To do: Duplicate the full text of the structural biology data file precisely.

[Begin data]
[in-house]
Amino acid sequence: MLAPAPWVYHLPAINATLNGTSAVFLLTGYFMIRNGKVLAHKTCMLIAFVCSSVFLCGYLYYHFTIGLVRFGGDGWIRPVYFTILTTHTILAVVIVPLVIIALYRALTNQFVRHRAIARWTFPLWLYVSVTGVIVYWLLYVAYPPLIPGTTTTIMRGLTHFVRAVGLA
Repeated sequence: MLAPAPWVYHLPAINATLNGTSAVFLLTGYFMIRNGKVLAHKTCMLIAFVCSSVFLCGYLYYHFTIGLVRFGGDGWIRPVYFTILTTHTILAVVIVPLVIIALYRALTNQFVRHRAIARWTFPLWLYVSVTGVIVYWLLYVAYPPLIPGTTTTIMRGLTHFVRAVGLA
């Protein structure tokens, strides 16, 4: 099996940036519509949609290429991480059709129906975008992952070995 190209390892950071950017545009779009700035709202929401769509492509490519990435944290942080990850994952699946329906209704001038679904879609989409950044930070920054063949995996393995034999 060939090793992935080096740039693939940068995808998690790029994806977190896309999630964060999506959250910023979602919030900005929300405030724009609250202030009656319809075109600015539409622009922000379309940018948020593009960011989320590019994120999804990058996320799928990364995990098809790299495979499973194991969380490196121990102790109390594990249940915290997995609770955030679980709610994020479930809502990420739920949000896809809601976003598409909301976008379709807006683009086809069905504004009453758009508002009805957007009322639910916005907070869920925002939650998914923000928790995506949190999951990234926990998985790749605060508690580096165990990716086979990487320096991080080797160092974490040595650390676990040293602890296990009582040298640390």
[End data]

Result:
[in-house]
Amino acid sequence: MLAPAPWVYHLPAINATLNGTSAVFLLTGYFMIRNGKVLAHKTCMLIAFVCSSVFLCGYLYYHFTIGLVRFGGDGWIRPVYFTILTTHTILAVVIVPLVIIALYRALTNQFVRHRAIARWTFPLWLYVSVTGVIVYWLLYVAYPPLIPGTTTTIMRGLTHFVRAVGLA
Repeated sequence: MLAPAPWVYHLPAINATLNGTSAVFLLTGYFMIRNGKVLAHKTCMLIAFVCSSVFLCGYLYYHFTIGLVRFGGDGWIRPVYFTILTTHTILAVVIVPLVIIALYRALTNQFVRHRAIARWTFPLWLYVSVTGVIVYWLLYVAYPPLIPGTTTTIMRGLTHFVRAVGLA
């Protein structure tokens, strides 16, 4: 099996940036519509949609290429991480059709129906975008992952070995 190209390892950071950017545009779009700035709202929401769509492509490519990435944290942080990850994952699946329906209704001038679904879609989409950044930070920054063949995996393995034999 060939090793992935080096740039693939940068995808998690790029994806977190896309999630964060999506959250910023979602919030900005929300405030724009609250202030009656319809075109600015539409622009922000379309940018948020593009960011989320590019994120999804990058996320799928990364995990098809790299495979499973194991969380490196121990102790109390594990249940915290997995609770955030679980709610994020479930809502990420739920949000896809809601976003598409909301976008379709807006683009086809069905504004009453758009508002009805957007009322639910916005907070869920925002939650998914923000928790995506949190999951990234926990998985790749605060508690580096165990990716086979990487320096991080080797160092974490040595650390676990040293602890296990009582040298640390």